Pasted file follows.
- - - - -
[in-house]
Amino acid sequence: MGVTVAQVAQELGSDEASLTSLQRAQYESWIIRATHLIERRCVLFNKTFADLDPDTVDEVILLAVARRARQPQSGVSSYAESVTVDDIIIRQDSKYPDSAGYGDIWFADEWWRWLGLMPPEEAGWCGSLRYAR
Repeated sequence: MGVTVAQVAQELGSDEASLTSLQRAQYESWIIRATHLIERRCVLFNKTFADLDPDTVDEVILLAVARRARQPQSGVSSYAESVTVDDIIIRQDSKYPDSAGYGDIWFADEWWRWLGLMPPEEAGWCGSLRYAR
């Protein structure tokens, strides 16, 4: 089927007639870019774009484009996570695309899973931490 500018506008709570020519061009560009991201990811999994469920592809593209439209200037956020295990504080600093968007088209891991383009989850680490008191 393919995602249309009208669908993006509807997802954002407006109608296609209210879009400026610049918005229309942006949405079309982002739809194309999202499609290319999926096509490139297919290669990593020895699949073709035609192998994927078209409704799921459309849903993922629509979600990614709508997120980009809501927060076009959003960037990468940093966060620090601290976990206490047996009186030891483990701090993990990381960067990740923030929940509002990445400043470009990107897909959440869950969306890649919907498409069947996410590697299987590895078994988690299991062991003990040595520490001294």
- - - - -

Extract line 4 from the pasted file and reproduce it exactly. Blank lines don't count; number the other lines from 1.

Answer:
């Protein structure tokens, strides 16, 4: 089927007639870019774009484009996570695309899973931490 500018506008709570020519061009560009991201990811999994469920592809593209439209200037956020295990504080600093968007088209891991383009989850680490008191 393919995602249309009208669908993006509807997802954002407006109608296609209210879009400026610049918005229309942006949405079309982002739809194309999202499609290319999926096509490139297919290669990593020895699949073709035609192998994927078209409704799921459309849903993922629509979600990614709508997120980009809501927060076009959003960037990468940093966060620090601290976990206490047996009186030891483990701090993990990381960067990740923030929940509002990445400043470009990107897909959440869950969306890649919907498409069947996410590697299987590895078994988690299991062991003990040595520490001294």